On Monday evening, unified Senate Republicans kicked off debate on a proposal to fund the government through December. Now, Democrats are scrambling to find a new way to push debt limit increases through the Senate with at least some Republican support.
But according to Sen. Ted Cruz (R-Texas), Senate Majority Leader Chuck Schumer (D.N.Y.) will not receive that support, and will be forced to “surrender.”
Monday’s vote was the culmination of a months-long vote by Senate Republicans, who have insisted since August that they will not vote to raise the debt limit. According to these Republicans, who explained their reasoning in a petition prepared by Sen. Ron Johnson (R-Wis.), Democrats were on an “unprecedented deficit spending spree.” These Republicans said they refused to enable such spending by raising the debt limit.
Instead, Republicans have insisted that Democrats use the conciliation process if they want to raise the debt limit.
The conciliation process is what allows certain bills related to federal revenue and spending to bypass the 60-vote limit typically required to begin debate on a bill in the Senate. Currently, Democrats are using this process to advance their controversial budget, which has a top price of $3.5 trillion.
In his petition, Johnson argued that Democrats “have the power to unilaterally raise the debt limit”. [through reconciliation], and they should not be allowed to pretend otherwise.”
Still, Democrats are reluctant to take this route, as some polls have shown raising the debt limit to be an unpopular move among American voters (PDF).
‘I fully expect Schumer to surrender’: Cruz
Speaking to reporters on Tuesday, Cruz stressed that Democrats would have no choice but to raise the debt limit on their own.
Cruz commented that Democrats have “the absolute and absolute ability to raise the debt limit.” Through reconciliation, he said, “they could have done this last week, they could have done this a week ago, they could have done this a month ago, two months ago, three months ago.”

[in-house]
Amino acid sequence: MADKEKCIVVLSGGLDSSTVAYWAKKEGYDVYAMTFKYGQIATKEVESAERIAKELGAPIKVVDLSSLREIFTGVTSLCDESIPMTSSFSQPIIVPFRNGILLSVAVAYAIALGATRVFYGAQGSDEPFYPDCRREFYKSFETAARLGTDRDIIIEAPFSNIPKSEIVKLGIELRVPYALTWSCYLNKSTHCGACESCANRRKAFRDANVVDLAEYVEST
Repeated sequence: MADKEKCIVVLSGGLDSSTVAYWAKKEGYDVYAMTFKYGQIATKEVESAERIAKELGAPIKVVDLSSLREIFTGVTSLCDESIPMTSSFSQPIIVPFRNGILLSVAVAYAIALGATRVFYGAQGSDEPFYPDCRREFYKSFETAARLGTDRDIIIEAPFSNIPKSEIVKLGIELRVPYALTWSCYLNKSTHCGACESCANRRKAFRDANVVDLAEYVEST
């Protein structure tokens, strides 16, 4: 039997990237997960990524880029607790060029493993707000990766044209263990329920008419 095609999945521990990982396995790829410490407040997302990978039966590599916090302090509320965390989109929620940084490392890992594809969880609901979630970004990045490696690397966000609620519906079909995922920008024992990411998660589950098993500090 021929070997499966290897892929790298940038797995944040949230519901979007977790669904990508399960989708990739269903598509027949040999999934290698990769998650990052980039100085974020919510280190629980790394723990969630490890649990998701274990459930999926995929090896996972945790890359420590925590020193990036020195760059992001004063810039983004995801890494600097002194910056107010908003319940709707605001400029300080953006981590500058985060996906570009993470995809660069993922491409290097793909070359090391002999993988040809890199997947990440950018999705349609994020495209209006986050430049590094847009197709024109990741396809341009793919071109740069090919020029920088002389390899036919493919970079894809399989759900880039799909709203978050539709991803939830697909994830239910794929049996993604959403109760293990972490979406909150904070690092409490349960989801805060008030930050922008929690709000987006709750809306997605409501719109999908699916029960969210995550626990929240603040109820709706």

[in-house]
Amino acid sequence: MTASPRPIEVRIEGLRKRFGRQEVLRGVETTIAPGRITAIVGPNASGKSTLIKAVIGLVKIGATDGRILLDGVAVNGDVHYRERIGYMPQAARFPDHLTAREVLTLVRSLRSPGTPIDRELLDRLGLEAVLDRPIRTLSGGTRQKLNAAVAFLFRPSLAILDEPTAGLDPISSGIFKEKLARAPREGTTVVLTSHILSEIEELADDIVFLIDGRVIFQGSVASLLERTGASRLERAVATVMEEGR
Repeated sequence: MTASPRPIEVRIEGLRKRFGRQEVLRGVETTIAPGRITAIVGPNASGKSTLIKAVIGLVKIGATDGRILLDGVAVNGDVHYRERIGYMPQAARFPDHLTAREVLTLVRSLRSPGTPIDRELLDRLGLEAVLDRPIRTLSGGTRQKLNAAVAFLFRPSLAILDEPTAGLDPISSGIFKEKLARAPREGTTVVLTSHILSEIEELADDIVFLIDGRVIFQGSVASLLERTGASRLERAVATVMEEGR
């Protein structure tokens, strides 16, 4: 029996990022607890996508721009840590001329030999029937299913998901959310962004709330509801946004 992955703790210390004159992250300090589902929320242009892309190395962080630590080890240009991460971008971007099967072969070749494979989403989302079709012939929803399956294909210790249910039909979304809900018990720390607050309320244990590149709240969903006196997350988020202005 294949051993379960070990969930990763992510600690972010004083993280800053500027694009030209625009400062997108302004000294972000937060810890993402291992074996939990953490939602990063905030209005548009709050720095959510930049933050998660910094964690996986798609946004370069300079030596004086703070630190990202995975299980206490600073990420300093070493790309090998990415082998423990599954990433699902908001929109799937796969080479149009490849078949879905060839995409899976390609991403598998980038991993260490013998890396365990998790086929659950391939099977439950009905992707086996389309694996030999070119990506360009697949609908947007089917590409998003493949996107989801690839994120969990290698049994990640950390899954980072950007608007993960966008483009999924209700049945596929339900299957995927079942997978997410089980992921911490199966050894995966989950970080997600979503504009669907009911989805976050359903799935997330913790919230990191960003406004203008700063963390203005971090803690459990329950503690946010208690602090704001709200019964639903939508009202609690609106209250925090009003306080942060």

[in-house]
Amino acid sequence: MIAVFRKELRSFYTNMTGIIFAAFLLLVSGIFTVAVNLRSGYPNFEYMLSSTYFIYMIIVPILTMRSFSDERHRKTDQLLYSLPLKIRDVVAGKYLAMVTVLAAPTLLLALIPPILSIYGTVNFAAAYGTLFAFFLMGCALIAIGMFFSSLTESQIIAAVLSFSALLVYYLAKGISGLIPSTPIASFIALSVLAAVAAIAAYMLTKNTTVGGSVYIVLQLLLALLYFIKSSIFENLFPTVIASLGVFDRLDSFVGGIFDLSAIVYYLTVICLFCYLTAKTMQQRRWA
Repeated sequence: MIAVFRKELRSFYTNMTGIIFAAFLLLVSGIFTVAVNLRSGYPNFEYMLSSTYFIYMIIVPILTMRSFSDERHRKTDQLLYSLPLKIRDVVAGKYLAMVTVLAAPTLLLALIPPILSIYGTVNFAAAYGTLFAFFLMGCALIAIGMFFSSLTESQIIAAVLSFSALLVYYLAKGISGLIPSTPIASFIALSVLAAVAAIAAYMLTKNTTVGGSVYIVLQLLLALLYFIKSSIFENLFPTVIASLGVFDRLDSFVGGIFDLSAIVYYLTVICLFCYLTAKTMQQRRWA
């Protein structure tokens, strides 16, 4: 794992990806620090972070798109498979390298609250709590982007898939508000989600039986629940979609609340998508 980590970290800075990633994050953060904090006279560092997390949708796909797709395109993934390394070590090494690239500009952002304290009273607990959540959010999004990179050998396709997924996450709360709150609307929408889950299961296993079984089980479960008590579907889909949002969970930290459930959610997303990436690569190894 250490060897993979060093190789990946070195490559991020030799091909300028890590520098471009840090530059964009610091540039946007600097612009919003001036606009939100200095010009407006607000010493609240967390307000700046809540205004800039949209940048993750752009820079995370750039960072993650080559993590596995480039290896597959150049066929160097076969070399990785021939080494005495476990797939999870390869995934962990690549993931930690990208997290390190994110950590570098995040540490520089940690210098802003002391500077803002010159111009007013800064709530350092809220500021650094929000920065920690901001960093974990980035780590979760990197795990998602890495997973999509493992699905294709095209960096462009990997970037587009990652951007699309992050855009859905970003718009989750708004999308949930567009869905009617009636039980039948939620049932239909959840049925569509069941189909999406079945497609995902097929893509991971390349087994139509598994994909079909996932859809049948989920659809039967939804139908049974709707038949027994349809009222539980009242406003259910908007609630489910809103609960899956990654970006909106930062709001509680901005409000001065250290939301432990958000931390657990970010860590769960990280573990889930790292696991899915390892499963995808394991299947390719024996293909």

Schumer hasn’t, Cruz suggested, because “he’s trying to hide responsibility for the trillions of debt that Democrats are irresponsibly trying to load onto the backs of our children and grandchildren.” Huh.”
Cruz said Schumer was “trying to find an outcome where 10 Republicans vote with him so that he can blame those Republicans for Democrats’ irresponsible debt. It’s a game. It won’t work.” “Schumer knows this won’t work,” he said.
Monday’s vote continued Republican resilience against raising the debt limit, even after several Democratic leaders insisted that the party was bluffing. President Joe Biden said of the Republican threat in August: “No. They will not let us miss. $8 billion—$8 trillion of that is under Republican surveillance.” Around the same time, Schumer simply said, “I can’t believe Republicans will let the nation default.”
Now, with the failure of her original continuing resolution, Speaker of the House Nancy Pelosi (D-Calif.) announces a new “clean” resolution, snatching away the billions in new spending contained in the original bill, in the hope that Senate Republicans will accept it.
While Senate Minority Leader Mitch McConnell (R-Ky.) suggested that Republicans might be open to such a proposal on Monday, Cruz said even this new move would fail.
“When that fails, I fully expect that Schumer is going to surrender,” Cruz remarked, “and he’s going to do what he could have done weeks or months ago, which is [to raise] Debt limit using Democratic votes. “Accordingly, the Democrats will bear the responsibility for the trillions of debts they are inflicting on the country,” he said.
“He knows the consequences,” Cruz said. “If he wants to play the game, he is the majority leader by the shortest margin but he is the majority leader. If he wants to play the game on the Senate floor, it’s unfortunately his prerogative. “
Schumer dismissed the action at a press conference on Tuesday. “Going through reconciliation is risky for the country and a non-starter,” the senator said, adding that using conciliation to raise the debt limit is “very, very risky”, and added “we are not pursuing it.” are.”
This News Originally From – The Epoch Times